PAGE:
• Republicans and Democrats are highly polarized in their opinions of Biden and Trump, as well as how they evaluate these candidates’ religious engagement. These deep divides are often reflected in religious subgroups. For example, White evangelical Protestants view Trump more favorably than do people in other religious groups, while Black Protestants, Jews and atheists are more positive than many others about Biden.

How favorably do Americans view Biden and Trump?

More than half of Americans overall express unfavorable views of Biden (62%) and Trump (60%). This has been the case on all four surveys asking about these candidates since July 2022.

Majorities of Black Protestants (66%), Jews (62%) and atheists (59%) rate Biden favorably. White evangelical Protestants (14%) are less likely than the other religious groups in this analysis to express a positive view of the current president.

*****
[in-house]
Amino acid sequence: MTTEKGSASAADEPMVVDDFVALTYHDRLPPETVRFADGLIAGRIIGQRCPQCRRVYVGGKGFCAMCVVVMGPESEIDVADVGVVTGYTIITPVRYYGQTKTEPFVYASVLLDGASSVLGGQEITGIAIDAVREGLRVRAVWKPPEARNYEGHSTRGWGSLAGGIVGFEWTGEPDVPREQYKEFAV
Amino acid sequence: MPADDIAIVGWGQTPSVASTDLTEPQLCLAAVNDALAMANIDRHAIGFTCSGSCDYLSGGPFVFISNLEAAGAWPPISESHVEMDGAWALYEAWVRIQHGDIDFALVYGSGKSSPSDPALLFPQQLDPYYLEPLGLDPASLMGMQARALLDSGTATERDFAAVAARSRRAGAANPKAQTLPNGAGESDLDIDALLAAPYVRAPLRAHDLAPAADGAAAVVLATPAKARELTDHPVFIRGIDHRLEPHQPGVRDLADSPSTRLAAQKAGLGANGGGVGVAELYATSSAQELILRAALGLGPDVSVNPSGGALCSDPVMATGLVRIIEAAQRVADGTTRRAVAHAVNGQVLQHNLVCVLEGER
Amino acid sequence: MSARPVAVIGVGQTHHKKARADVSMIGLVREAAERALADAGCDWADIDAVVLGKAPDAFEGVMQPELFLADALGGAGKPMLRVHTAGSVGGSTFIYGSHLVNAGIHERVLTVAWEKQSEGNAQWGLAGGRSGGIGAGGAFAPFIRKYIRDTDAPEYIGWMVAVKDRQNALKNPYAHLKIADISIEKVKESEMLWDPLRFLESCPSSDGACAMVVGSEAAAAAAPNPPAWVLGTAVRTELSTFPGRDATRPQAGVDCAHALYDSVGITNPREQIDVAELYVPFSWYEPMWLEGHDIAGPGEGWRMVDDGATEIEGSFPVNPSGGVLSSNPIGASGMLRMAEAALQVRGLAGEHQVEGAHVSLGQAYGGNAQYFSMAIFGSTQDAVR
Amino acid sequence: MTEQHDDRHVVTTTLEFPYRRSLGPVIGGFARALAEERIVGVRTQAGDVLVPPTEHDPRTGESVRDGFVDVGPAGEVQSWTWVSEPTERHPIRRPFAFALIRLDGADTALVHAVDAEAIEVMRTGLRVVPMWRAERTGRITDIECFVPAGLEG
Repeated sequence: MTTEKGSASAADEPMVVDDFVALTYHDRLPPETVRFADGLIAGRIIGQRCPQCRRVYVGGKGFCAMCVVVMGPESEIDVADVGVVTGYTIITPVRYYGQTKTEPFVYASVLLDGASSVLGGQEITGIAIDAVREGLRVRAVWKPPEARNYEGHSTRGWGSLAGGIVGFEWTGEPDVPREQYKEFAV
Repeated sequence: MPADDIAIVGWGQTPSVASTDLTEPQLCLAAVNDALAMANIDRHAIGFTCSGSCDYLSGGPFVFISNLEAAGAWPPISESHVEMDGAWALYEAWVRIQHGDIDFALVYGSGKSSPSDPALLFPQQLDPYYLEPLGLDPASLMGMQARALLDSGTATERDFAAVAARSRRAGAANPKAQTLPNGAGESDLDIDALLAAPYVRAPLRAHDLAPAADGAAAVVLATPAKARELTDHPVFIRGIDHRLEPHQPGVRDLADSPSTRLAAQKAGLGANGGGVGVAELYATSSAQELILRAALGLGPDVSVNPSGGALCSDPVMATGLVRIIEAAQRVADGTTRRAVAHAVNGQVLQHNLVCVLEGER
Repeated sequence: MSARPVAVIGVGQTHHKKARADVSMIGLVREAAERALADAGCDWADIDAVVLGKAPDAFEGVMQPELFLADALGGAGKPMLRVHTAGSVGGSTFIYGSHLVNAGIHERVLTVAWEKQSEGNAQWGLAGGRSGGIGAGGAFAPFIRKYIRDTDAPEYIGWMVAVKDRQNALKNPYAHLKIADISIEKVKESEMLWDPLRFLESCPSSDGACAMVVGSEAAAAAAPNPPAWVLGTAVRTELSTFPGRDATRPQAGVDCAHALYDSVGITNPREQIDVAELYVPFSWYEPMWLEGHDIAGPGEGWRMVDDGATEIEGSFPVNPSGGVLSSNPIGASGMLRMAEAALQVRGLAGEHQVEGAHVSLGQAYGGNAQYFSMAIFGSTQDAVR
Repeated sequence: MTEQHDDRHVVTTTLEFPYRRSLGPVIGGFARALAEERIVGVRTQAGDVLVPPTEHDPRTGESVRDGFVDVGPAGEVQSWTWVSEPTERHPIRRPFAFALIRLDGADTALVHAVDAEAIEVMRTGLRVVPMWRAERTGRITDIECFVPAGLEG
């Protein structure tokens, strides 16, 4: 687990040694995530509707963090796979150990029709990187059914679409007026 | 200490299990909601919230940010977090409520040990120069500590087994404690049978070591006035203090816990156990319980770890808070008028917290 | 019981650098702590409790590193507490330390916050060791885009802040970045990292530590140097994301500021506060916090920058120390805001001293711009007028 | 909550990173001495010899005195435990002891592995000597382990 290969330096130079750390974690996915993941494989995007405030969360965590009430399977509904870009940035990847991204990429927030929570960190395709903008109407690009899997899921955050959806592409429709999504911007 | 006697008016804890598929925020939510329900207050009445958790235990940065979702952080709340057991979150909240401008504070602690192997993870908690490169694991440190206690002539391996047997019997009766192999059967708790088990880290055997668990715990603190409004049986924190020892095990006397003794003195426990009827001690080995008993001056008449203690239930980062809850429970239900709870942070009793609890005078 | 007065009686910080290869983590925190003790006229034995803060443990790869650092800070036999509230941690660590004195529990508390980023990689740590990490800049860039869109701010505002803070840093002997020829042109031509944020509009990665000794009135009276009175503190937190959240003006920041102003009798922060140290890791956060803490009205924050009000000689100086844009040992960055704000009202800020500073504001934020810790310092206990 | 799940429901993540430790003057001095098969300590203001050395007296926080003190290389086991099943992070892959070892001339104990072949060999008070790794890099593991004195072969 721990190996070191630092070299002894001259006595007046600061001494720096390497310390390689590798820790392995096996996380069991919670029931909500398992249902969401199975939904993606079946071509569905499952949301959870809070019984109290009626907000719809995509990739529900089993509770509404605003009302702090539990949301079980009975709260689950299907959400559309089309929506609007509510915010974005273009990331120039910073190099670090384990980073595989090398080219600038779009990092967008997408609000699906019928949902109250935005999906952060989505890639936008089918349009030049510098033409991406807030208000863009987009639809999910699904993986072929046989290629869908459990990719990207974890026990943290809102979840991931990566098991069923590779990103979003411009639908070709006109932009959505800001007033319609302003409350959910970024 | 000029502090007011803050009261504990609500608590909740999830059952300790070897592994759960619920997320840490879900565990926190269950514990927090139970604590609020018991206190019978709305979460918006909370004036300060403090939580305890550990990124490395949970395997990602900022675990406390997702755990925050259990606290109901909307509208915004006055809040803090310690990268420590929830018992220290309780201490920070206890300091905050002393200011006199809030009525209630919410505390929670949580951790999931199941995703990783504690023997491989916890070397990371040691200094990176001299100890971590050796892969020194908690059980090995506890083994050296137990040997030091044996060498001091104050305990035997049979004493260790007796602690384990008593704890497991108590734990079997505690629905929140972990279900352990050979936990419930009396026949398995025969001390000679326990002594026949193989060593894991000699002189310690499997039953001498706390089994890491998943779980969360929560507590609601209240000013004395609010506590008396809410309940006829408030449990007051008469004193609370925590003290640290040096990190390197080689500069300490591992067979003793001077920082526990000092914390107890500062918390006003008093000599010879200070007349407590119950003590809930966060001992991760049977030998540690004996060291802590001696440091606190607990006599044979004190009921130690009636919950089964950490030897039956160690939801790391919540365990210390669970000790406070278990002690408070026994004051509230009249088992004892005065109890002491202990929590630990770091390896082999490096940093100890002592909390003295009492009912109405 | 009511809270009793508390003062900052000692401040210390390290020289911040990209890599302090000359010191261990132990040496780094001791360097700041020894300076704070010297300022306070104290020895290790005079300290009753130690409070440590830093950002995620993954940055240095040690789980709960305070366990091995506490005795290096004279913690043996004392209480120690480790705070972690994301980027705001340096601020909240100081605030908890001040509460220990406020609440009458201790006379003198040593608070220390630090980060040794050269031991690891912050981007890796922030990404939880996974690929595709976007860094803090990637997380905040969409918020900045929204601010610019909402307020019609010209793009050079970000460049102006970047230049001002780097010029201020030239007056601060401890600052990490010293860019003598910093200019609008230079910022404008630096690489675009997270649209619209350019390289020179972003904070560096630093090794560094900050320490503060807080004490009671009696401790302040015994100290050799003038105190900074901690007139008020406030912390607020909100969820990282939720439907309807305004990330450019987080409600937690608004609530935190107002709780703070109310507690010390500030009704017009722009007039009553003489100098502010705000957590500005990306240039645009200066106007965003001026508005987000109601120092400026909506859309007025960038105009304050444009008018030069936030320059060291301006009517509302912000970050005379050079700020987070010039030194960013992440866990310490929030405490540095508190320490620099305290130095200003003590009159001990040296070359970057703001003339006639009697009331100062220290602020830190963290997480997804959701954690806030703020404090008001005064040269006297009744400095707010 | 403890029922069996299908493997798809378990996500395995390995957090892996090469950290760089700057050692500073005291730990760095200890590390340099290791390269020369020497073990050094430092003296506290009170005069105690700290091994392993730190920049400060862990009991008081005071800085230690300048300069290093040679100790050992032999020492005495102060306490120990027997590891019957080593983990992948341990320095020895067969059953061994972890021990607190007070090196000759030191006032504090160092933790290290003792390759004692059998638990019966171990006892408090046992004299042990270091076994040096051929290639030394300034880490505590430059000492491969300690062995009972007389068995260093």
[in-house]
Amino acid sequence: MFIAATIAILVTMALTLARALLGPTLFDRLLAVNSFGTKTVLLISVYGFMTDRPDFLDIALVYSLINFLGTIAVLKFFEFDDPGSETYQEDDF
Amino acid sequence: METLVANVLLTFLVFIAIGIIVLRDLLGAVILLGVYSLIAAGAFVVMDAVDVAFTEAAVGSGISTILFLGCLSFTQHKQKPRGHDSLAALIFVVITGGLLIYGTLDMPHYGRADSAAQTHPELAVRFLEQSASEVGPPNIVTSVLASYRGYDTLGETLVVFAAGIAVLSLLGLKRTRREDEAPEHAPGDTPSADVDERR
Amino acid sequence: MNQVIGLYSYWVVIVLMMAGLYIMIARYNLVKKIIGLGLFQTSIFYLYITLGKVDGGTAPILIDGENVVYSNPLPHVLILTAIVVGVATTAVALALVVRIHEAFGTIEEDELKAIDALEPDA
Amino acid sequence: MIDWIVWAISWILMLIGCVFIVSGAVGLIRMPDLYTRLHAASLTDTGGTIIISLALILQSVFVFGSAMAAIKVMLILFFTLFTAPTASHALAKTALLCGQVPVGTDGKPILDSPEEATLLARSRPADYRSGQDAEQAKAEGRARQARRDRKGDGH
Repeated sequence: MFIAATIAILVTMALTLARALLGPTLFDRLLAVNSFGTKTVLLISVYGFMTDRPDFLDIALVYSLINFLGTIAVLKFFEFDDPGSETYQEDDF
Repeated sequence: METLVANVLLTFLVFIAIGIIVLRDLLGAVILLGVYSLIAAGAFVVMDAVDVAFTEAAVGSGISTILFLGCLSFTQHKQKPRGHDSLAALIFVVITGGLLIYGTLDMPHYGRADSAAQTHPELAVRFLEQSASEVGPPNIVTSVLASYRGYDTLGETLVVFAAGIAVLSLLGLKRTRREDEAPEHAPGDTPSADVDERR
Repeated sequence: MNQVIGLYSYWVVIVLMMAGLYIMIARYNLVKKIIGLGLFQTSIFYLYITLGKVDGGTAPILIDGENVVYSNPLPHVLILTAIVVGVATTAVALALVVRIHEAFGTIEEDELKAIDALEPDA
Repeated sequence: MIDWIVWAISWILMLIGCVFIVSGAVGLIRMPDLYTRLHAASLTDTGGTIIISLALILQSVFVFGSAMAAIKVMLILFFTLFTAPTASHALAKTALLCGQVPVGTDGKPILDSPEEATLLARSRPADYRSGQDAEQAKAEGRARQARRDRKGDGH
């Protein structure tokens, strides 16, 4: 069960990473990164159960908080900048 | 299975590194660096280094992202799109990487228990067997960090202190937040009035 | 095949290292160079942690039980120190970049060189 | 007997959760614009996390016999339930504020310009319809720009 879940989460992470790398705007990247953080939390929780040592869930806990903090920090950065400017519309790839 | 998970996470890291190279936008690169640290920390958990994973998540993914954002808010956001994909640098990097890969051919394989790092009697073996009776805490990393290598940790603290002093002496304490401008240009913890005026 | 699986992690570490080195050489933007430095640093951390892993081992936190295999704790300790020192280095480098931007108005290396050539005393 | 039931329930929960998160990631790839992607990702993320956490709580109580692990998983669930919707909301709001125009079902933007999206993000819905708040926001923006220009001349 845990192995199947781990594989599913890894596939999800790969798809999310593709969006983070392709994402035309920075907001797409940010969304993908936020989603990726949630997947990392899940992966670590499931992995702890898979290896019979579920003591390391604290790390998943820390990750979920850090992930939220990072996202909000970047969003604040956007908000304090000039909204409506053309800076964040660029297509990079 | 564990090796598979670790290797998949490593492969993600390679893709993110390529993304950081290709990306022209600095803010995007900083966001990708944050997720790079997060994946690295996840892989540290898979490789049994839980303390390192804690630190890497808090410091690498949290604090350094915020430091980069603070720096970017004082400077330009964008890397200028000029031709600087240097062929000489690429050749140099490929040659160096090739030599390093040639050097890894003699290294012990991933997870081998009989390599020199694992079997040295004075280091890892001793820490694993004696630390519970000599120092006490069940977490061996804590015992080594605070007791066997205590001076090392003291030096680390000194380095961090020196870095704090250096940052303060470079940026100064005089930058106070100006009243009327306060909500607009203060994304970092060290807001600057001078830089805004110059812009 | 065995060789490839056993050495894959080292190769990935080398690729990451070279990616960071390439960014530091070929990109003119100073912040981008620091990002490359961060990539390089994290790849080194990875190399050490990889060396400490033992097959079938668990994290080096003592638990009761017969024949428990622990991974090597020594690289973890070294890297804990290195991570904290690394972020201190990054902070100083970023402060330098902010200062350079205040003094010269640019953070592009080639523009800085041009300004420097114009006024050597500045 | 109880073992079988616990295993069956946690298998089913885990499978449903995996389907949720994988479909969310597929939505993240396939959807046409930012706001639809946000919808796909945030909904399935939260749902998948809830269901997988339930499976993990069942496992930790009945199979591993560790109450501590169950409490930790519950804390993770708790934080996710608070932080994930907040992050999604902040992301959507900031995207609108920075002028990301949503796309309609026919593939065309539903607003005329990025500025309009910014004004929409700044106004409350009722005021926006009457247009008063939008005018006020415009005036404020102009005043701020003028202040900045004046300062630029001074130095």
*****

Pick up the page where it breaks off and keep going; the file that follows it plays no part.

The opposite pattern plays out in views of Trump. White evangelical Protestants (67%) are the most likely to hold favorable views of Trump, while far fewer Black Protestants (17%) and Jews (21%) take this stance. And 25% of religiously unaffiliated adults, including just 12% of atheists, view Trump favorably.

Generally, Republicans (and Republican leaners) and Democrats (and Democratic leaners) express much more favorable views of the candidates that represent their own party.

Table shows Roughly 6 in 10 Americans express unfavorable views of Biden, Trump

How much do religion and morals matter in a president?

As we did ahead of the 2020 presidential election, we asked Americans what moral or religious qualities they seek in a president.